The (IAF) will start taking deliveries of Swiss PC-7 MK II turboprop aircraft beginning in February 2013.
Deliveries of the 75 trainer aircraft will last until August 2015, Defense Minister A.K. Antony told the Indian parliament.
The contract, signed in May, is worth more than 500 million Swiss francs ($520 million). It also covers an integrated, ground-based training system and a comprehensive logistics support package.
In accordance with Indian defense procurement policy, Pilatus has also entered into a separate offset contract with the Indian government representing 30% of the contract’s value.
The Swiss manufacturer will also establish in-country, depot-level maintenance capabilities, which includes the required transfer of technology to. (HAL) to enable in-country maintenance of the aircraft throughout its service life of more than 30 years.
The PC-7 is a low-wing, tandem-seat training aircraft, capable of all basic training functions including aerobatics, instrument, tactical and night flying.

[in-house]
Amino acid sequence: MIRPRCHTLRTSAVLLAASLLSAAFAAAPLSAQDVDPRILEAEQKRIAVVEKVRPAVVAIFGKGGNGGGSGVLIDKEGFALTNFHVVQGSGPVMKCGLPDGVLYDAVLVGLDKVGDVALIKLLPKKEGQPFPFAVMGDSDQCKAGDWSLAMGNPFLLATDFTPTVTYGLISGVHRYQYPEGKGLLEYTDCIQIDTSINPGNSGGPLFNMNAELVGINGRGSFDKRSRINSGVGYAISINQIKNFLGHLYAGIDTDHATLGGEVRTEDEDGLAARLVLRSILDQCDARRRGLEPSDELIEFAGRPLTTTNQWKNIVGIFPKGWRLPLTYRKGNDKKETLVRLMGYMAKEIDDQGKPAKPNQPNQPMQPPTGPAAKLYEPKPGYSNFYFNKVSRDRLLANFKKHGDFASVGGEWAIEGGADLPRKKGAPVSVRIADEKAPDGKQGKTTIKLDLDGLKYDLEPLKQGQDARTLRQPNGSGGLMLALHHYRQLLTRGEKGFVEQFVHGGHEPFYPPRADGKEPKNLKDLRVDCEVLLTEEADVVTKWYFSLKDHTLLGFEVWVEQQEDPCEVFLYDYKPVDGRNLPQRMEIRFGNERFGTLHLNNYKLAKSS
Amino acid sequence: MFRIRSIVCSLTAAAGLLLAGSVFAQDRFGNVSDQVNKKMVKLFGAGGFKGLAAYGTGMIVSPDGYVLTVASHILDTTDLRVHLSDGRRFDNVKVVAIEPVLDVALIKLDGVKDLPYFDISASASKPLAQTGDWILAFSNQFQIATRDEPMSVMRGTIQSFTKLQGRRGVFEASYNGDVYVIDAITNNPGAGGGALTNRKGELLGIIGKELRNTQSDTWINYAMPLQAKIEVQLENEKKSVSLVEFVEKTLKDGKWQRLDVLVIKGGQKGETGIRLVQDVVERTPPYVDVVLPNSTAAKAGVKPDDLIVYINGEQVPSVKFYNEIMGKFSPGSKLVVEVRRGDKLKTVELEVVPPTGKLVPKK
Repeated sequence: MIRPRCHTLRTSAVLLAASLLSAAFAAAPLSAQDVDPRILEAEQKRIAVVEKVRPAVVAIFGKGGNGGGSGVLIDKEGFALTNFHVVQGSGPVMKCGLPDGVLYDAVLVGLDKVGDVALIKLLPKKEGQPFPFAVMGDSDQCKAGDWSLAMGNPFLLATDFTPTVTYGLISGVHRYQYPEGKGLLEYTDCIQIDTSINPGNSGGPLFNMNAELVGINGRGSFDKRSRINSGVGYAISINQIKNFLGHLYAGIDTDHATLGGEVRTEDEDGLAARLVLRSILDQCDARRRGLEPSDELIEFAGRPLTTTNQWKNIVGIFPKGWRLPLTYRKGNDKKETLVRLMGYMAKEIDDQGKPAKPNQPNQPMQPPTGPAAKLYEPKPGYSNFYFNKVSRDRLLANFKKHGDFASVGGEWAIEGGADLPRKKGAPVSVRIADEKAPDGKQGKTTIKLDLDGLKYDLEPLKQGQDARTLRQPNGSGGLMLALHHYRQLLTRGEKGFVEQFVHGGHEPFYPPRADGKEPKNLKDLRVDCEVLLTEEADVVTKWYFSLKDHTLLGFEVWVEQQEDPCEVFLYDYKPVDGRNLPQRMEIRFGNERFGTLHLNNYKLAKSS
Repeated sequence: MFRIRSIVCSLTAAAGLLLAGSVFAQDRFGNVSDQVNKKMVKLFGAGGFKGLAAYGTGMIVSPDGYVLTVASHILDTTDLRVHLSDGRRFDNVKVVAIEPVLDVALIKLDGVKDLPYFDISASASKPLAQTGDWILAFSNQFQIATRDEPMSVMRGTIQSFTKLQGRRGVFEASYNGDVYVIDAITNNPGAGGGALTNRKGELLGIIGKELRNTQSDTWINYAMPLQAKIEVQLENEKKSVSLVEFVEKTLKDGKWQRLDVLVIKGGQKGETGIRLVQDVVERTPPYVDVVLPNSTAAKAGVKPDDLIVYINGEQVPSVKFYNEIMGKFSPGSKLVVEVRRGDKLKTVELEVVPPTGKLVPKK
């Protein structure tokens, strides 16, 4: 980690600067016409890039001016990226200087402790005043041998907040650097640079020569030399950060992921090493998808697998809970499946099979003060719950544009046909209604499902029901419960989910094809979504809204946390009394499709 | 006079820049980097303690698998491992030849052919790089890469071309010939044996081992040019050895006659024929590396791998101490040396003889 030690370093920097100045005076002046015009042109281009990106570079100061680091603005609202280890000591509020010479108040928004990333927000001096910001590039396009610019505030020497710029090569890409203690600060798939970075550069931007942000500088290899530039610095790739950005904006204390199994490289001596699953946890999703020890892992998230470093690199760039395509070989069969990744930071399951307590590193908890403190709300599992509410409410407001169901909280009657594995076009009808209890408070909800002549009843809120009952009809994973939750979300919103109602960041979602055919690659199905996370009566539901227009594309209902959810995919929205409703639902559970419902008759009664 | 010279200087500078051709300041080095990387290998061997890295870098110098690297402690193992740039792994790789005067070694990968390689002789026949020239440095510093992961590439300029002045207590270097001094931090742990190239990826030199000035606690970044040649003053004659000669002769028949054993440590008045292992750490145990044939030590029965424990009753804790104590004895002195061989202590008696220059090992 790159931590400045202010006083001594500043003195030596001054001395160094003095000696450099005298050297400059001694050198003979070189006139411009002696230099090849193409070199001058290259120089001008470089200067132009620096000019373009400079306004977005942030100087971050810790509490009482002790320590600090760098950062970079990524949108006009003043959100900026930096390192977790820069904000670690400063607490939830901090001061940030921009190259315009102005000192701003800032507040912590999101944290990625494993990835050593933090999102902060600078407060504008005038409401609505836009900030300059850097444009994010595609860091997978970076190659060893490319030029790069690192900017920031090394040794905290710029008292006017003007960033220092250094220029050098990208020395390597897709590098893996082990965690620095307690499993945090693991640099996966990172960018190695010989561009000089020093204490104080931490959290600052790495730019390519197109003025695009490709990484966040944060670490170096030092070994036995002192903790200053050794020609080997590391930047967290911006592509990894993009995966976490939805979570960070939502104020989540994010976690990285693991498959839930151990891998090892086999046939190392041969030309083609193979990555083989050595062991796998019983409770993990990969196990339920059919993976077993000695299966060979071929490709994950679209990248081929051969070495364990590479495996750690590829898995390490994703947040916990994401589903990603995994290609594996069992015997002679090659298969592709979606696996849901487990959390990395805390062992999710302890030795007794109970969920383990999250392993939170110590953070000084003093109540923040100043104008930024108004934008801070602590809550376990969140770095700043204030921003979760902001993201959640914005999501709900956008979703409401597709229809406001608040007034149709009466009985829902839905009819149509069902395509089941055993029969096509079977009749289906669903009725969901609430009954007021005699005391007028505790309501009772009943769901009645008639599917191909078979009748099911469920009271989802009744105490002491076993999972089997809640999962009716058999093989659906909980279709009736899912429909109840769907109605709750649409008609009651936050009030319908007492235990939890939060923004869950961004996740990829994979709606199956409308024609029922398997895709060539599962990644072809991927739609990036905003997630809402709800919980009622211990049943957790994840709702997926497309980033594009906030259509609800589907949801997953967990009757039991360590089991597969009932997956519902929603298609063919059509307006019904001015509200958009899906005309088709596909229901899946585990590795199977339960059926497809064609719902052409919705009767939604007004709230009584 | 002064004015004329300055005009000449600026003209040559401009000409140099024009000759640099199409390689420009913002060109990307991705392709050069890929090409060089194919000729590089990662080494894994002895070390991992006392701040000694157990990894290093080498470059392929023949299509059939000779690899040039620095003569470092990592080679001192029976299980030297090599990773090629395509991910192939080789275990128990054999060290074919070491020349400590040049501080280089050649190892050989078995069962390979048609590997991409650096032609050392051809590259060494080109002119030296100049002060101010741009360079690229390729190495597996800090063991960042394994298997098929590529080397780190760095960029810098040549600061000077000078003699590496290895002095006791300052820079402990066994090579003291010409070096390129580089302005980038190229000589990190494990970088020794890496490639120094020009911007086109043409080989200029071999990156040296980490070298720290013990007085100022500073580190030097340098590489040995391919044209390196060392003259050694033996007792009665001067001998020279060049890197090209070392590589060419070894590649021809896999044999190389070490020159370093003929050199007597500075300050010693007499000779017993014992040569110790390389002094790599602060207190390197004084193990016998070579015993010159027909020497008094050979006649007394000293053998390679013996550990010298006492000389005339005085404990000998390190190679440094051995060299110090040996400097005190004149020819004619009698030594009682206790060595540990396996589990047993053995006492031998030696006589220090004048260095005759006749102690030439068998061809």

The air force has been scouting for a new basic trainer. Pilatus’ aircraft will replace the 1988-vintage, single-piston-engine HPT-32s, which were grounded in 2009 following a series of fatal crashes. The air force is currently training its young pilots on the Kiran Mark-II, an intermediate jet trainer.
Antony also says that there is a shortfall of more than 600 trained pilots in the IAF. “The present strength of pilots as of August 1 is 3,261 against the sanctioned strength of 3,294,” Antony says. However, “the available strength of pilots in IAF is sufficient to meet the current requirement,” he adds.